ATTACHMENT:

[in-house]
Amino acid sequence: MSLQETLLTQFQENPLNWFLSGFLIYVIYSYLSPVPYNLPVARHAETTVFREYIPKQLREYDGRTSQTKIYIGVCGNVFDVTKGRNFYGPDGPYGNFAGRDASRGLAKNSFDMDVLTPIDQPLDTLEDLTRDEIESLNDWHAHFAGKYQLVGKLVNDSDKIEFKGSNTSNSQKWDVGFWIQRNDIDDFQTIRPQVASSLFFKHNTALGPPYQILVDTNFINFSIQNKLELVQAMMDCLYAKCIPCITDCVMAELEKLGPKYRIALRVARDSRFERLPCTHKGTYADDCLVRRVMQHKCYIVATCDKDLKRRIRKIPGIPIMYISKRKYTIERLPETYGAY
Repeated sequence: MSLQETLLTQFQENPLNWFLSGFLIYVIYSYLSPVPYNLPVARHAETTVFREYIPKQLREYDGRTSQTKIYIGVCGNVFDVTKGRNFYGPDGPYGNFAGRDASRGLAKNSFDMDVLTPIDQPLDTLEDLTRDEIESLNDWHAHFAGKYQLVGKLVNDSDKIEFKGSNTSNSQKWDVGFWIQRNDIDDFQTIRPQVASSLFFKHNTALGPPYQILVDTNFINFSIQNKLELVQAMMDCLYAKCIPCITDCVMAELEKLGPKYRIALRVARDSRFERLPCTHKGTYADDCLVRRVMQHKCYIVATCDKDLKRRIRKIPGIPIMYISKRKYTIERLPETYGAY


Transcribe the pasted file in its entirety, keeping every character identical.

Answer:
[in-house]
Amino acid sequence: MSLQETLLTQFQENPLNWFLSGFLIYVIYSYLSPVPYNLPVARHAETTVFREYIPKQLREYDGRTSQTKIYIGVCGNVFDVTKGRNFYGPDGPYGNFAGRDASRGLAKNSFDMDVLTPIDQPLDTLEDLTRDEIESLNDWHAHFAGKYQLVGKLVNDSDKIEFKGSNTSNSQKWDVGFWIQRNDIDDFQTIRPQVASSLFFKHNTALGPPYQILVDTNFINFSIQNKLELVQAMMDCLYAKCIPCITDCVMAELEKLGPKYRIALRVARDSRFERLPCTHKGTYADDCLVRRVMQHKCYIVATCDKDLKRRIRKIPGIPIMYISKRKYTIERLPETYGAY
Repeated sequence: MSLQETLLTQFQENPLNWFLSGFLIYVIYSYLSPVPYNLPVARHAETTVFREYIPKQLREYDGRTSQTKIYIGVCGNVFDVTKGRNFYGPDGPYGNFAGRDASRGLAKNSFDMDVLTPIDQPLDTLEDLTRDEIESLNDWHAHFAGKYQLVGKLVNDSDKIEFKGSNTSNSQKWDVGFWIQRNDIDDFQTIRPQVASSLFFKHNTALGPPYQILVDTNFINFSIQNKLELVQAMMDCLYAKCIPCITDCVMAELEKLGPKYRIALRVARDSRFERLPCTHKGTYADDCLVRRVMQHKCYIVATCDKDLKRRIRKIPGIPIMYISKRKYTIERLPETYGAY